Gym owner sues City of Racine and health official over local Safer at Home extension

Gym owner sues City of Racine and health official over local Safer at Home extension

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Served

Mayor Cory Mason is served a lawsuit by Kevin Mathewson, a private investigator hired by the Kenosha law firm Guttormsen, Terry & Nudo. The lawsuit calls for the City of Racine's Safer at Home order to be overturned.

RACINE — A Racine business owner who says the future of his gym is in jeopardy due to the City of Racine’s Safer at Home order has filed a lawsuit against the City of Racine and Racine Public Health Administrator Dottie-Kay Bowersox.

David Yandel, owner of Harbor Park CrossFit, 3801 Blue River Ave., says that business has dropped by more than 25% since the enforcement of the Racine order, according to an affidavit filed Thursday.

Harbor Park Crossfit

Members of Harbor Park Crossfit get in a workout on Jan. 1, 2018. David Yandel, the owner of the business, filed a lawsuit against the City of Racine and Racine health official Dottie-Kay Bowersox claiming that the local Safer at Home order may lead to the end of his business. 

Yandel also claims that he is losing customers to competitors who are not forced to operate under the jurisdiction of Racine’s order. “I am unable to operate the business due to the Racine order under threat of criminal prosecution,” Yandel’s affidavit said.

Mayor Cory Mason was served the lawsuit in front of members of the media Friday morning during a press conference. Mason said he had “no comment” on the lawsuit Friday.

Dottie-Kay Bowersox

Bowersox

No immediate relief

The statewide Safer at Home order was overturned by the Wisconsin Supreme Court on May 13 by a 4-3 vote. Afterward, state Attorney General Josh Kaul said that local orders were still legal if there was an ongoing public health emergency in a specific locality.

Bowersox then issued the Racine Safer at Home order. Yandel’s lawsuit alleges that Bowersox’s order is an overreach of her authority and is unconstitutional and unlawful.

Under the city’s reopening plan unveiled Friday, Yandel may operate his gym starting Tuesday with a limit of up to 10 people inside at a time.

Yandel’s lawsuit said that the City’s Safer at Home order will “lead to the likely closure of the business” due to “significant loss of revenue and loss of customers due to the Racine order.”

The suit asks the court to find the Racine Safer at Home order “unlawful, invalid and unenforceable.”

A request to temporarily halt Racine’s Safer at Home order, thus allowing Yandel’s business to reopen immediately while the case makes its way through the court system, was denied Friday.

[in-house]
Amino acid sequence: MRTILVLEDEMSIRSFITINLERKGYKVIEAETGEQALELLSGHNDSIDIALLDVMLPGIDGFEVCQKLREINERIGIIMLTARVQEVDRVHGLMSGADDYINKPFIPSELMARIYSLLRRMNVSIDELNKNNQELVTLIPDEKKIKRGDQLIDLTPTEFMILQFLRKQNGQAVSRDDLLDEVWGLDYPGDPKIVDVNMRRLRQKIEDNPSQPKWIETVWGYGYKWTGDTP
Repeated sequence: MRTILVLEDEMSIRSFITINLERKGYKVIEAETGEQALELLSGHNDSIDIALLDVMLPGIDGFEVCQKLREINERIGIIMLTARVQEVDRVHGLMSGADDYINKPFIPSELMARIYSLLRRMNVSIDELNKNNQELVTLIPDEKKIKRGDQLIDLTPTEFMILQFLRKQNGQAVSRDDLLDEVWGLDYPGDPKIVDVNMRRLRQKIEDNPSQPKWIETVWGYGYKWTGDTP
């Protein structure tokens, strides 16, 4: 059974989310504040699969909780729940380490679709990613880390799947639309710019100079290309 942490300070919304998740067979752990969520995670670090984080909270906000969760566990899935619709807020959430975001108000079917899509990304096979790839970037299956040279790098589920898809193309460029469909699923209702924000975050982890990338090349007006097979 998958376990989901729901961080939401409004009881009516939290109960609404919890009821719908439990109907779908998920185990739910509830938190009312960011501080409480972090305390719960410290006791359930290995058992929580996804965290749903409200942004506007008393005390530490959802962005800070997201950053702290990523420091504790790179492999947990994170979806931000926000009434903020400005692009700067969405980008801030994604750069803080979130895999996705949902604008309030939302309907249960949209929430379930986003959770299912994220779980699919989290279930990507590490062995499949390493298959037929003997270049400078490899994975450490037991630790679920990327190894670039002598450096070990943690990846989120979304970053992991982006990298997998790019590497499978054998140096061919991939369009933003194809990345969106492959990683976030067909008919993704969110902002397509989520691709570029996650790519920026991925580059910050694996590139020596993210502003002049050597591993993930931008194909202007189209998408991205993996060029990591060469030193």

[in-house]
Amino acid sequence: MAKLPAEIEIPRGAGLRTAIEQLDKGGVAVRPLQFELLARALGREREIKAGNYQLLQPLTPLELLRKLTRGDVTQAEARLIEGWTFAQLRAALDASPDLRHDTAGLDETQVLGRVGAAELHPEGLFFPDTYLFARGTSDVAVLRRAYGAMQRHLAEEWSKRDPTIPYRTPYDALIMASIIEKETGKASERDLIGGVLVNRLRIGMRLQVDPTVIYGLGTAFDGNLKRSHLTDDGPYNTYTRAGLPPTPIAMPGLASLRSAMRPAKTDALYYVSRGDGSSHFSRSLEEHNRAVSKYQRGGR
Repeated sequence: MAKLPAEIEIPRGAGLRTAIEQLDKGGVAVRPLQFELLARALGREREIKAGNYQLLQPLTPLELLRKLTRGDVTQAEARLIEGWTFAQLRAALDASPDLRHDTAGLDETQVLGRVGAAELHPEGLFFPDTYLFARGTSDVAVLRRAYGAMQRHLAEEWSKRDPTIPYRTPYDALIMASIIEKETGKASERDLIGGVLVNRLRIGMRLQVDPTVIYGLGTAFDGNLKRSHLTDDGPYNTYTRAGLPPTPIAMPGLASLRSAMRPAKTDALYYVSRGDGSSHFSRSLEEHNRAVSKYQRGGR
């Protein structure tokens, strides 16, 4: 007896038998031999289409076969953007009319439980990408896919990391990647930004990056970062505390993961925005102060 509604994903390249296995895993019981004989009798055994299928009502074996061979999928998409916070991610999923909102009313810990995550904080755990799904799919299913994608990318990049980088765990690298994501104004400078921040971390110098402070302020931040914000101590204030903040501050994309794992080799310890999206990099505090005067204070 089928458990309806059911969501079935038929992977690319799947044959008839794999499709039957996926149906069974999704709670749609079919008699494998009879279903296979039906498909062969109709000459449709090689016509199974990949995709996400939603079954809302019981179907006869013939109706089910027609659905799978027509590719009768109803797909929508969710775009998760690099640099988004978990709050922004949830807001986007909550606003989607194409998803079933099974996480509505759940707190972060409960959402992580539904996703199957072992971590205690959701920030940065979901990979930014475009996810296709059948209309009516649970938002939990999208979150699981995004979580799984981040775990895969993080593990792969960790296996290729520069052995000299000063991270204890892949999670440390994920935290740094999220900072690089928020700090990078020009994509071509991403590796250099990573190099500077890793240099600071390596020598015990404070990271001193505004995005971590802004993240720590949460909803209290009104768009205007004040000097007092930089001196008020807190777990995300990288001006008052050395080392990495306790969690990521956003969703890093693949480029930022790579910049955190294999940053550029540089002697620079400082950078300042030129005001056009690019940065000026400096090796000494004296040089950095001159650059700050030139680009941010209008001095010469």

The city and Bowersox now must now file an answer to the lawsuit.

Federal lawsuit

This is the second lawsuit filed this week against against Bowersox. A federal lawsuit was filed Wednesday: It names Bowersox and 20 other Wisconsin officials, alleging that locally mandated Safer at Home orders are unconstitutional.

The first lawsuit, which lists a Racine resident as one of its 17 plaintiffs, asks the Eastern District of Wisconsin of the U.S. District Court to end all Safer at Home orders in Wisconsin.

“The local orders unlawfully interfere with plaintiffs’ rights to work and to worship, to gather and assemble, in violation of their Federal Constitutional Rights,” the complaint alleges.

Other defendants in the case represent Dane, Outagamie, Winnebago, Green and Rock counties, the City of Appleton, the Grand Chute Police Department, the Wisconsin State Capitol Police and the City of Milwaukee, as well Department of Health Services Secretary-designee Andrea Palm and Gov. Tony Evers.

The plaintiffs are represented by Joseph W. Voiland of Veterans Liberty Law, which is based in Cedarburg. Voiland served as an Ozaukee County Circuit Court judge from 2013-2019.

Adam Rogan of The Journal Times contributed to this story.

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“Like many in Racine, I will be closely watching which businesses are protecting their employees and their customers, and which ones are not. I will not hesitate to publicly acknowledge good actors and bad ones,” Mayor Cory Mason said. “If cases are traced to a business because of violations of this new order, we will publicly identify that business and they will be shut down.”

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